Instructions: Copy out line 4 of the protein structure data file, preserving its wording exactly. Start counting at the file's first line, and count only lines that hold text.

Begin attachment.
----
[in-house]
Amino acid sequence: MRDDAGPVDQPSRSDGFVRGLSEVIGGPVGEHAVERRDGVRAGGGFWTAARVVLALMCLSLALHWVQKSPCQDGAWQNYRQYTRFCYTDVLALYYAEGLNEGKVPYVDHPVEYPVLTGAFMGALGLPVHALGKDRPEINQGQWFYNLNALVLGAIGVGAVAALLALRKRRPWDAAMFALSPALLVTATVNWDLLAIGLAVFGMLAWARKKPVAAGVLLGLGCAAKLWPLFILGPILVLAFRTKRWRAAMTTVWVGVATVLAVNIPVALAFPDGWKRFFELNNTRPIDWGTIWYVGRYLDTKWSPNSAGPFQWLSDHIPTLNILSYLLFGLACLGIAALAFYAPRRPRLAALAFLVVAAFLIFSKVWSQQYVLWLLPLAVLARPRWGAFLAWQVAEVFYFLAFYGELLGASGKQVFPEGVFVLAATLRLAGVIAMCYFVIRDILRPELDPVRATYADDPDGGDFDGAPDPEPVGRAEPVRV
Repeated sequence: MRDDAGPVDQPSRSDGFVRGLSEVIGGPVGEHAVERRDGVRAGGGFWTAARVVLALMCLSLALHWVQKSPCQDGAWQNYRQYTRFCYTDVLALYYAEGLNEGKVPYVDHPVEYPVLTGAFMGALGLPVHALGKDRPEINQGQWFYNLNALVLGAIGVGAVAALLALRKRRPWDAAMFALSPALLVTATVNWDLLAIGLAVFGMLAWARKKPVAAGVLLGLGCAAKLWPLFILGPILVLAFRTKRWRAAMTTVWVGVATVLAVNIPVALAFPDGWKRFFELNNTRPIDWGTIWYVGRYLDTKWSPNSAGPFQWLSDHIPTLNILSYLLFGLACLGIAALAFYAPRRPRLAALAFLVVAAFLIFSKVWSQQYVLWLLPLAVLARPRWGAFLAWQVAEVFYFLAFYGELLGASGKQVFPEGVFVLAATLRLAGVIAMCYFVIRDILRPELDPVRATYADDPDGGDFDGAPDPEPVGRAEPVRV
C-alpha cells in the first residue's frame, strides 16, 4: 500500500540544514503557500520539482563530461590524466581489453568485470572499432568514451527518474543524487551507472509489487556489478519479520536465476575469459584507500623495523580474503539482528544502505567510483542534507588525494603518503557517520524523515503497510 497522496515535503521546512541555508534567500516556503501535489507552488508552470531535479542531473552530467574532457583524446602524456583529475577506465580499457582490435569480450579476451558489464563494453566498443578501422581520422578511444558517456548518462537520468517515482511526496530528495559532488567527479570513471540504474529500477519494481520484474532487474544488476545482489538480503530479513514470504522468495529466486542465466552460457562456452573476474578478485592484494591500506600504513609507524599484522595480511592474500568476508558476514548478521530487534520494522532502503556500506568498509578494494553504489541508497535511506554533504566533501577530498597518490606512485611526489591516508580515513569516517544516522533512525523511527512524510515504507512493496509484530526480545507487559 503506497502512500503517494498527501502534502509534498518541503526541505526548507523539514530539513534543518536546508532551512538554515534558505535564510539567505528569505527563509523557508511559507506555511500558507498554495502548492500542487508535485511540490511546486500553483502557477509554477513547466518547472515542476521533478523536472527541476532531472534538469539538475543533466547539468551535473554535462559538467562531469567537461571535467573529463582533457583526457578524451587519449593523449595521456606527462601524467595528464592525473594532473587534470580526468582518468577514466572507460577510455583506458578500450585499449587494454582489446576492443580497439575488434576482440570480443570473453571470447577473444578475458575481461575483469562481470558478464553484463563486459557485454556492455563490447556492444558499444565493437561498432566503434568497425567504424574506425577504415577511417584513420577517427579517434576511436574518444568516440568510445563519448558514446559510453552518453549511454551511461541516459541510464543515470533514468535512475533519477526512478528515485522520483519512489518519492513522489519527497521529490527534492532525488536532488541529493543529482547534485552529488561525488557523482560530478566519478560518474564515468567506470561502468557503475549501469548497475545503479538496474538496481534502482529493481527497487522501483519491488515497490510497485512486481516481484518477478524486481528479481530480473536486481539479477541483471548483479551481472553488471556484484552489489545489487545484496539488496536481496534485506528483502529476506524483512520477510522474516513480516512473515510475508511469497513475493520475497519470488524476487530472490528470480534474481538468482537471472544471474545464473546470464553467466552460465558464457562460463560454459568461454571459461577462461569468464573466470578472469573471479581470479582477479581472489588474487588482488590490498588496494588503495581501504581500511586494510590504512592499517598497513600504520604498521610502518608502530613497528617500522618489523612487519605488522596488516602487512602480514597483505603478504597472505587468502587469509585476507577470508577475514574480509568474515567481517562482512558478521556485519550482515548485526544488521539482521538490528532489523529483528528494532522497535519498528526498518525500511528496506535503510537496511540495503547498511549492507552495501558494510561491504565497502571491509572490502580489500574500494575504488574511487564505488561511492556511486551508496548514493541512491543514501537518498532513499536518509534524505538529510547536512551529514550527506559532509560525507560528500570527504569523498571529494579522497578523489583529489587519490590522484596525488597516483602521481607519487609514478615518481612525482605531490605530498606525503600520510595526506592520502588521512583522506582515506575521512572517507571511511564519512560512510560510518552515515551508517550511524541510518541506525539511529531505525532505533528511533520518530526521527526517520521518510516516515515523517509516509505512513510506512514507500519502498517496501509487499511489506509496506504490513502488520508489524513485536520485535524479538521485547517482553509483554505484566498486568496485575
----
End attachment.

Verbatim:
C-alpha cells in the first residue's frame, strides 16, 4: 500500500540544514503557500520539482563530461590524466581489453568485470572499432568514451527518474543524487551507472509489487556489478519479520536465476575469459584507500623495523580474503539482528544502505567510483542534507588525494603518503557517520524523515503497510 497522496515535503521546512541555508534567500516556503501535489507552488508552470531535479542531473552530467574532457583524446602524456583529475577506465580499457582490435569480450579476451558489464563494453566498443578501422581520422578511444558517456548518462537520468517515482511526496530528495559532488567527479570513471540504474529500477519494481520484474532487474544488476545482489538480503530479513514470504522468495529466486542465466552460457562456452573476474578478485592484494591500506600504513609507524599484522595480511592474500568476508558476514548478521530487534520494522532502503556500506568498509578494494553504489541508497535511506554533504566533501577530498597518490606512485611526489591516508580515513569516517544516522533512525523511527512524510515504507512493496509484530526480545507487559 503506497502512500503517494498527501502534502509534498518541503526541505526548507523539514530539513534543518536546508532551512538554515534558505535564510539567505528569505527563509523557508511559507506555511500558507498554495502548492500542487508535485511540490511546486500553483502557477509554477513547466518547472515542476521533478523536472527541476532531472534538469539538475543533466547539468551535473554535462559538467562531469567537461571535467573529463582533457583526457578524451587519449593523449595521456606527462601524467595528464592525473594532473587534470580526468582518468577514466572507460577510455583506458578500450585499449587494454582489446576492443580497439575488434576482440570480443570473453571470447577473444578475458575481461575483469562481470558478464553484463563486459557485454556492455563490447556492444558499444565493437561498432566503434568497425567504424574506425577504415577511417584513420577517427579517434576511436574518444568516440568510445563519448558514446559510453552518453549511454551511461541516459541510464543515470533514468535512475533519477526512478528515485522520483519512489518519492513522489519527497521529490527534492532525488536532488541529493543529482547534485552529488561525488557523482560530478566519478560518474564515468567506470561502468557503475549501469548497475545503479538496474538496481534502482529493481527497487522501483519491488515497490510497485512486481516481484518477478524486481528479481530480473536486481539479477541483471548483479551481472553488471556484484552489489545489487545484496539488496536481496534485506528483502529476506524483512520477510522474516513480516512473515510475508511469497513475493520475497519470488524476487530472490528470480534474481538468482537471472544471474545464473546470464553467466552460465558464457562460463560454459568461454571459461577462461569468464573466470578472469573471479581470479582477479581472489588474487588482488590490498588496494588503495581501504581500511586494510590504512592499517598497513600504520604498521610502518608502530613497528617500522618489523612487519605488522596488516602487512602480514597483505603478504597472505587468502587469509585476507577470508577475514574480509568474515567481517562482512558478521556485519550482515548485526544488521539482521538490528532489523529483528528494532522497535519498528526498518525500511528496506535503510537496511540495503547498511549492507552495501558494510561491504565497502571491509572490502580489500574500494575504488574511487564505488561511492556511486551508496548514493541512491543514501537518498532513499536518509534524505538529510547536512551529514550527506559532509560525507560528500570527504569523498571529494579522497578523489583529489587519490590522484596525488597516483602521481607519487609514478615518481612525482605531490605530498606525503600520510595526506592520502588521512583522506582515506575521512572517507571511511564519512560512510560510518552515515551508517550511524541510518541506525539511529531505525532505533528511533520518530526521527526517520521518510516516515515523517509516509505512513510506512514507500519502498517496501509487499511489506509496506504490513502488520508489524513485536520485535524479538521485547517482553509483554505484566498486568496485575